If you are experiencing problems downloading PDF or HTML fulltext, our helpdesk recommend clearing your browser cache and trying again. If you need help in clearing your cache, please click here . Still need help? Email help@ingentaconnect.com

How half a century of research was required to understand bacterial growth on C1 and C2 compounds; the story of the serine cycle and the ethylmalonyl-CoA pathway

$43.00 plus tax (Refund Policy)

Or sign up for a free trial

Buy Article:

Abstract:

For bacterial growth on substrates with only one or two carbon atoms, special assimilation pathways are required. In 1957, the glyoxylate cycle of Kornberg and Krebs was described for bacterial growth on C2 compounds such as ethanol and acetate. However this pathway did not operate in some photosynthetic bacteria and in some methylotrophs when they were growing on C2 compounds, so an alternative pathway must exist. By 1973 Quayle's serine cycle had been described for methylotrophs growing on C1 compounds such as methanol, but the pathway was incomplete, the unknown part also functioning during growth on C2 compounds. After more than 35 further years of research, the ethylmalonyl-CoA (EMC) pathway for growth on C2 compounds, of photosynthetic bacteria has recently been elucidated. This pathway also operates in methylotrophs during growth on C2 compounds, and on C1 compounds by way of the serine cycle. This review is a celebration of half a century of research and of the fascinating result of that research.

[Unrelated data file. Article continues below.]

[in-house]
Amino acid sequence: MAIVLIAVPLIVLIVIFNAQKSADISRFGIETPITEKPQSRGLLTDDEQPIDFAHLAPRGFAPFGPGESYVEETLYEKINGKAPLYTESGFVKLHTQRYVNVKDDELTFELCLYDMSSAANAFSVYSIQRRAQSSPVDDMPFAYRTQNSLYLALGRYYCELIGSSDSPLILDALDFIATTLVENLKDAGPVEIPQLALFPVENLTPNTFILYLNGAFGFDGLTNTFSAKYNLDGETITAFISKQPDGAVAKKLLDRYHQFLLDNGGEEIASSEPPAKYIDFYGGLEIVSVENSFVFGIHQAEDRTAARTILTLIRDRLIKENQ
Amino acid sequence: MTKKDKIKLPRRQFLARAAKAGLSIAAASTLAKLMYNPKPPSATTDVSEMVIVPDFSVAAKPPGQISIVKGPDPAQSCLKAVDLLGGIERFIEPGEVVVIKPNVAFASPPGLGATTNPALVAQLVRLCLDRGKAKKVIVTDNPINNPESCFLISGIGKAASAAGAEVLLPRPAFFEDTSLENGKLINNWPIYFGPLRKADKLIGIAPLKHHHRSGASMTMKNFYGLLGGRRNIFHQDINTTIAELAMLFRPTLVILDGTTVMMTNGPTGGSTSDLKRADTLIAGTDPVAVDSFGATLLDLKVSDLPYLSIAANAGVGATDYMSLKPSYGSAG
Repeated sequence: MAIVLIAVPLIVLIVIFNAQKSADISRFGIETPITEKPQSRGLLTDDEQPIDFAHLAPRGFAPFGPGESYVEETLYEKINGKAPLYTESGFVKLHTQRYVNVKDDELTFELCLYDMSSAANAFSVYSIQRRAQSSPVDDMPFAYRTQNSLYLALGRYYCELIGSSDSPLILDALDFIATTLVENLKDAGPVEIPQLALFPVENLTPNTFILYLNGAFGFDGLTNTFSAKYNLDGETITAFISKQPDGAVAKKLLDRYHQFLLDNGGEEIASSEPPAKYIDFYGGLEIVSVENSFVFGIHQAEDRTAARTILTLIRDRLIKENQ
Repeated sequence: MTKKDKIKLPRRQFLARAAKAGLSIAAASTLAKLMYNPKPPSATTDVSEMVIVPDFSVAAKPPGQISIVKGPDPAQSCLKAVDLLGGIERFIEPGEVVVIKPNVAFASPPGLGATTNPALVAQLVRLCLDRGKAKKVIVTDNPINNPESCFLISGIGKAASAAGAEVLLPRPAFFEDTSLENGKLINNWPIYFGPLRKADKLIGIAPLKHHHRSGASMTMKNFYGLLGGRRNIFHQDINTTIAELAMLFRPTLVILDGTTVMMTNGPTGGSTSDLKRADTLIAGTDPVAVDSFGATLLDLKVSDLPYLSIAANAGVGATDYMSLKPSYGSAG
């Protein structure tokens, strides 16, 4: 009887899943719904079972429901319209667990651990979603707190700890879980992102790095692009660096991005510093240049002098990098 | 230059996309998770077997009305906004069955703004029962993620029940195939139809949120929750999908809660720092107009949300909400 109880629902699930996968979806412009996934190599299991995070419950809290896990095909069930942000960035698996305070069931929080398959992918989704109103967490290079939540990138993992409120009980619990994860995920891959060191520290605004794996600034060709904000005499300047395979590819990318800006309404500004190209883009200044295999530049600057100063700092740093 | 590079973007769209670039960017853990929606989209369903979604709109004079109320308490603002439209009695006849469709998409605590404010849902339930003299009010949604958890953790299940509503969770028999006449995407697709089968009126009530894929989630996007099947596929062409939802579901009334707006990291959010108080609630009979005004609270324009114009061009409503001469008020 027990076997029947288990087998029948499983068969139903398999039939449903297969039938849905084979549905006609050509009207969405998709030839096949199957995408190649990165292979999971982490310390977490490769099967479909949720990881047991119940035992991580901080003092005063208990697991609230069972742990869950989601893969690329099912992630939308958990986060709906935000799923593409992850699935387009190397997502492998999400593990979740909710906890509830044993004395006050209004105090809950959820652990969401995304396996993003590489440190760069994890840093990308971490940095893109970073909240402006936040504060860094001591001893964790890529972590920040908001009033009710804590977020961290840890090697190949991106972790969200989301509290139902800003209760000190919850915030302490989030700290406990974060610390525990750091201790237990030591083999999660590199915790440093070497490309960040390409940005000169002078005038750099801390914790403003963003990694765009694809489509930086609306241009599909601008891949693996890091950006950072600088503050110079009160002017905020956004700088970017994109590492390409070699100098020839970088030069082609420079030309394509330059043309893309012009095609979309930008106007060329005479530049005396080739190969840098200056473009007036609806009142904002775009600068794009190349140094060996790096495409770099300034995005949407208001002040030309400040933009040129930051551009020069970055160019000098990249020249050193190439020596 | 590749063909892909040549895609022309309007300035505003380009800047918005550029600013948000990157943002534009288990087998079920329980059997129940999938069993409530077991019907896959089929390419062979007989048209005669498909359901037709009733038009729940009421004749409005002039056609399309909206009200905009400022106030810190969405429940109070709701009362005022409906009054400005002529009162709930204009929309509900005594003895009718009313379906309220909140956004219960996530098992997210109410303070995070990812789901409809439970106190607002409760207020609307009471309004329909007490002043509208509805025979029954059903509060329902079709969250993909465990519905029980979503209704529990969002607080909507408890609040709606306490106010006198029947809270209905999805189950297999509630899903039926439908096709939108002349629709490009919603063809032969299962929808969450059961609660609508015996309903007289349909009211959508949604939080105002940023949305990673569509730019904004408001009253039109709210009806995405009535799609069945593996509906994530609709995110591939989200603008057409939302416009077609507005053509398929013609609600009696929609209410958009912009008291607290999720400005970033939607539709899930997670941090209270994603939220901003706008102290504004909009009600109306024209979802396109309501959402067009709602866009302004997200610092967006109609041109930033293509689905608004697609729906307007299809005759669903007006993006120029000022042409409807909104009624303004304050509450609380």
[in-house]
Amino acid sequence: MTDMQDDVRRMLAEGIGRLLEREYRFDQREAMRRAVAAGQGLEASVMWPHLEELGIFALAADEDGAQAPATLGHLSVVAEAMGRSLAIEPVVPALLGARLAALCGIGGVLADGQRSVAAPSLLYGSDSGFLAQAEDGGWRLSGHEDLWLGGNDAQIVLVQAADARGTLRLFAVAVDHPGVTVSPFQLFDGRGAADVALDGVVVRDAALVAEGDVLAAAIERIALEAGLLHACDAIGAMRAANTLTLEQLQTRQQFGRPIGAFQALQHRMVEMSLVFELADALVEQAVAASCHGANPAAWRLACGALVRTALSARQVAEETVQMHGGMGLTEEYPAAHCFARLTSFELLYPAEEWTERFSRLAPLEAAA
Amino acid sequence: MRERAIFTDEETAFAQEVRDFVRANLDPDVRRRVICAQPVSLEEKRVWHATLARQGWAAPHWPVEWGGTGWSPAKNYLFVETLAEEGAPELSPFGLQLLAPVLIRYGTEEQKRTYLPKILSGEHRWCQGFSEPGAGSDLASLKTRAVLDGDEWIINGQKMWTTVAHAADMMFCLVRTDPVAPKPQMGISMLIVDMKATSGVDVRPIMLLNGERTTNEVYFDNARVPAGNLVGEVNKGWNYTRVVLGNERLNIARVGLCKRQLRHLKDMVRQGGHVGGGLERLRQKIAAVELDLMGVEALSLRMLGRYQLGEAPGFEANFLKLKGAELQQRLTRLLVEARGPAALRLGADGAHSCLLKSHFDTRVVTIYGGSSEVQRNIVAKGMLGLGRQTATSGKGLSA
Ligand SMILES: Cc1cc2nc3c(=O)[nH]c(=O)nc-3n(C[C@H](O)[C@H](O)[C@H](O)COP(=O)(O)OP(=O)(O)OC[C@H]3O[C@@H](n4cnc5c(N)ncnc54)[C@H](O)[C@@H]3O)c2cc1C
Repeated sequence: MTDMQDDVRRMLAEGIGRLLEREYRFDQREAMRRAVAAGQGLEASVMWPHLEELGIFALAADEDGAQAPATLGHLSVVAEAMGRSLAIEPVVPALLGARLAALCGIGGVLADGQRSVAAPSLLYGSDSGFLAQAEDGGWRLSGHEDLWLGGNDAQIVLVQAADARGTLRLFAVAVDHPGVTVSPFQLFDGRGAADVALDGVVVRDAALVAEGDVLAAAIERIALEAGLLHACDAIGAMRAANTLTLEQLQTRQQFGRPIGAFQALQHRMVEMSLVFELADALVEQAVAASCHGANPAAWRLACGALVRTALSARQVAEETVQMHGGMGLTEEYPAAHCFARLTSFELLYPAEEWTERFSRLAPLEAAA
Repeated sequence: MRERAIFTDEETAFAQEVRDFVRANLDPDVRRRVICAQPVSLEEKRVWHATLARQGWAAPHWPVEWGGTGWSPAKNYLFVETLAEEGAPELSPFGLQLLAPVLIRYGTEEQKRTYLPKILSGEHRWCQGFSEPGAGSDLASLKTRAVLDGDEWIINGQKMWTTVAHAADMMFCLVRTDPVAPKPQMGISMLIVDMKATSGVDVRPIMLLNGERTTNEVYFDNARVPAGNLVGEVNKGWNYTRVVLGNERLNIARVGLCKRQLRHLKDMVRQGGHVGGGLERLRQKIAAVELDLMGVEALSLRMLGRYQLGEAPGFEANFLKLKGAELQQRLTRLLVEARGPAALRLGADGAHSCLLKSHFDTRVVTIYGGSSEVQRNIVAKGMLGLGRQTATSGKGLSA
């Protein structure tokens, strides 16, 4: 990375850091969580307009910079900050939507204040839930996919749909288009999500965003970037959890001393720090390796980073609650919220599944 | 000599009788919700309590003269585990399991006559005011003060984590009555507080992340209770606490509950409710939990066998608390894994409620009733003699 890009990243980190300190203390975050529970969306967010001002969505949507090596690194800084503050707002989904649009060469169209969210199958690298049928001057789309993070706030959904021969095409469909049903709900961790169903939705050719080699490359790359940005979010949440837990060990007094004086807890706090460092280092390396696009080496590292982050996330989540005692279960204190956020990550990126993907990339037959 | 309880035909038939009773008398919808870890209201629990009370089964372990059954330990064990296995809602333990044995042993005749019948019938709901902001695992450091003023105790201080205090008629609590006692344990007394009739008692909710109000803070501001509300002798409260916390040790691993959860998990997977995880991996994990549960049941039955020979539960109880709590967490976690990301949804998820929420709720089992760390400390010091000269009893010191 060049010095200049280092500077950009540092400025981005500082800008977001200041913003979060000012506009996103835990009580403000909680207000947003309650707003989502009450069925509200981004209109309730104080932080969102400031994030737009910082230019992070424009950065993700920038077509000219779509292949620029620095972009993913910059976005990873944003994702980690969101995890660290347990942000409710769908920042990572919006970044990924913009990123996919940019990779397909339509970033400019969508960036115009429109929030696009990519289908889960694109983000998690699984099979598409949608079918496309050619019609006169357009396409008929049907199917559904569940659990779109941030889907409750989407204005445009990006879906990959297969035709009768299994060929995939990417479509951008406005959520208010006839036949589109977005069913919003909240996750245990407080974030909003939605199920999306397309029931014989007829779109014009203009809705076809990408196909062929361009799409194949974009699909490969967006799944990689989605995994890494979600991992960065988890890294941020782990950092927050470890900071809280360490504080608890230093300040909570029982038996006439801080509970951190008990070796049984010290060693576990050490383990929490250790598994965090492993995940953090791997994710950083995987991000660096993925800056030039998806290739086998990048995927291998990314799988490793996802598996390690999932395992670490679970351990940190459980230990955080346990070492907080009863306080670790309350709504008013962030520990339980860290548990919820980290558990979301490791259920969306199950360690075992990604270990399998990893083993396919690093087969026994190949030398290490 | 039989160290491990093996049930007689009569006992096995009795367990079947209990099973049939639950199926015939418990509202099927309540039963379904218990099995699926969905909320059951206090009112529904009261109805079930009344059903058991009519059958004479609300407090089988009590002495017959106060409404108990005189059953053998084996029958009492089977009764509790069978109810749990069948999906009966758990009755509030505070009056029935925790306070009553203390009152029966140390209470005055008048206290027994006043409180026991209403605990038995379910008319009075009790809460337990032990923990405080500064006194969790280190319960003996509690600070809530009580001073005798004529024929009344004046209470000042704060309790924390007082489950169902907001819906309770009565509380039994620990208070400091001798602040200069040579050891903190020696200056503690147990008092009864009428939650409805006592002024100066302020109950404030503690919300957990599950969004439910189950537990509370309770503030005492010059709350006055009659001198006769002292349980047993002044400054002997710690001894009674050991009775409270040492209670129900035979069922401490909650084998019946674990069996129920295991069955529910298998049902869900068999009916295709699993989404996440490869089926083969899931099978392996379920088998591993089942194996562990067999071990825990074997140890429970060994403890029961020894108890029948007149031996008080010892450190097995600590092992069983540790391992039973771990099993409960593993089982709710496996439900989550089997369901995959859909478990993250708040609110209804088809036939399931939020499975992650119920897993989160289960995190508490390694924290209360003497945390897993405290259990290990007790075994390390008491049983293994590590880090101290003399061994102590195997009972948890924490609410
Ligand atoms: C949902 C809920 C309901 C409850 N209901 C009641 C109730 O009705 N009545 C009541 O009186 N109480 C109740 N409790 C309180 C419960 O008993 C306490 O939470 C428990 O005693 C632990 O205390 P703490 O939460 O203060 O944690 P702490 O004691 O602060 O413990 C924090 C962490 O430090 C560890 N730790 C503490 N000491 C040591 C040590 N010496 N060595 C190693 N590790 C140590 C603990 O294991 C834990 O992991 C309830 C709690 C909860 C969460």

More about this publication?
  • SCIENCE PROGRESS has for over 100 years been a highly regarded review publication in science, technology and medicine. Its objective is to excite the readers' interest in areas with which they may not be fully familiar but which could facilitate their interest, or even activity, in a cognate field. Science Progress commissions world authorities to contribute articles on the most interesting, important and meaningful topics - ranging from cosmology to the environment - and ensures that they are presented for the most effective use of those in both academia and industry.

    Truly, Science Progress publishes an eclectic mix of articles that no library can afford to be without.

    Science Reviews is offering a free trial to Science Progress for the whole of 2014.
  • Editorial Board
  • Information for Authors
  • Subscribe to this Title
  • ingentaconnect is not responsible for the content or availability of external websites
Related content

Tools

Favourites

Share Content

Access Key

Free Content
Free content
New Content
New content
Open Access Content
Open access content
Subscribed Content
Subscribed content
Free Trial Content
Free trial content
Cookie Policy
X
Cookie Policy
ingentaconnect website makes use of cookies so as to keep track of data that you have filled in. I am Happy with this Find out more